Origin and Migration of Oil

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Science  03 Apr 1959:
Vol. 129, Issue 3353, pp. 871-874
DOI: 10.1126/science.129.3353.871


A relationship exists between the composition of crude oil and the solubility of the component hydrocarbons in dilute colloidal electrolyte solutions, suggesting that crude oil consists of hydrocarbons that were once solubilized in formation waters. It is not solubility in ordinary water or solubility in complete soap solution that correlates with the composition of oil but, rather, solubility in soap micelles. Because it implies a possible unloading mechanism, this concept is attractive, for it follows that when a soap solution is diluted with water, the soap micelles disperse and the hydrocarbons solubilized therein appear as discrete, filterable oil droplets.

Thus, it would seem that crude oil originates during the compaction of a sedimentary basin by virtue of the fact that sediment hydrocarbons dissolve in waters containing natural solubilizers and then come out of solution as oil droplets. The composition of crude oil as now understood is consistent with this hypothesis. And—most important—it is now possible to formulate meaningful questions, the answers to which, upon investigation in both field and laboratory, will go far toward enabling us to assess the validity of the mechanism presented here.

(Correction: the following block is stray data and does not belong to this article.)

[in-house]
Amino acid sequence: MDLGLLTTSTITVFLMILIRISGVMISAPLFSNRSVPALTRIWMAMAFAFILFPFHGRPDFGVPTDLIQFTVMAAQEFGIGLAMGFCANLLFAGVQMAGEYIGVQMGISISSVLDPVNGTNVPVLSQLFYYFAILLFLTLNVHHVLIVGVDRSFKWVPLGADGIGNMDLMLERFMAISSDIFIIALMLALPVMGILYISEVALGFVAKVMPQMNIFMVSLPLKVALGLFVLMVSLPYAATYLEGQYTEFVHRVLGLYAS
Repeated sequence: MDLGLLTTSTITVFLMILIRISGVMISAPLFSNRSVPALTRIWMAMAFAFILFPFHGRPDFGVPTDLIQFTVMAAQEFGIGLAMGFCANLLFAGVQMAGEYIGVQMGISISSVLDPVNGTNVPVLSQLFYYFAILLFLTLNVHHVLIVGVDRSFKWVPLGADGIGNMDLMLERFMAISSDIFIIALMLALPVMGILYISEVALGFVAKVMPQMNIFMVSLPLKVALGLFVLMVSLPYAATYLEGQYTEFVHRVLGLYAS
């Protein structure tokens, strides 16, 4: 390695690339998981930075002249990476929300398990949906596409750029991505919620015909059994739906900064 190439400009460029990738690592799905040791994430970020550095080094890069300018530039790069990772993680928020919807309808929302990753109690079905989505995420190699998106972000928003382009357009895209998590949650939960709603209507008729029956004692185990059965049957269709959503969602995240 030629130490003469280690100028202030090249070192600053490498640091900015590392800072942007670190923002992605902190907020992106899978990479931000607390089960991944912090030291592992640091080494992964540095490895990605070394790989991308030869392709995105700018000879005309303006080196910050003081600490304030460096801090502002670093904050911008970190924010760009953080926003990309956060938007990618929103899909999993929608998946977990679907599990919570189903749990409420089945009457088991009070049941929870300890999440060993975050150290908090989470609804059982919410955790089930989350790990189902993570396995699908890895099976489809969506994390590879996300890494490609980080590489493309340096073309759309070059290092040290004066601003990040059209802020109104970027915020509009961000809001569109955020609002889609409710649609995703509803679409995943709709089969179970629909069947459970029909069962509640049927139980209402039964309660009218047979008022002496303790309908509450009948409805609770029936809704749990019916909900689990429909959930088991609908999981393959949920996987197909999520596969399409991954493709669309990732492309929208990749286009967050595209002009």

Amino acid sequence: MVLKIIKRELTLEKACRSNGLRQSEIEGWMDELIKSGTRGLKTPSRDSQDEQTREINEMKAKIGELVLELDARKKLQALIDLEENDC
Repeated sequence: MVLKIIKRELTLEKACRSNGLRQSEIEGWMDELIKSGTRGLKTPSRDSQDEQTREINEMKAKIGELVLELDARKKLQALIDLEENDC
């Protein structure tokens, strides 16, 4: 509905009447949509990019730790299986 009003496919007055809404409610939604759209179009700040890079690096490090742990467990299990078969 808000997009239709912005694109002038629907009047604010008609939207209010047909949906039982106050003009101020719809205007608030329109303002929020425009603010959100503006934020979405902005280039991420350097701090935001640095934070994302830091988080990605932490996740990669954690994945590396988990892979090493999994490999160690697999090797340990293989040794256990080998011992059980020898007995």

In addition to the implications regarding the composition of crude oil that are inherent in the hypothesis that crude oil collects from aqueous colloidal electrolyte solutions, there are several interesting implications from the geological viewpoint. To mention one, such a mechanism would lend credence to the suggestion that the source beds of petroleum are not necessarily unique accumulations of hydrocarbons in a limited area but, rather, may generally be coincident with the area from which water is expressed into the porous strata that eventually form the reservoirs.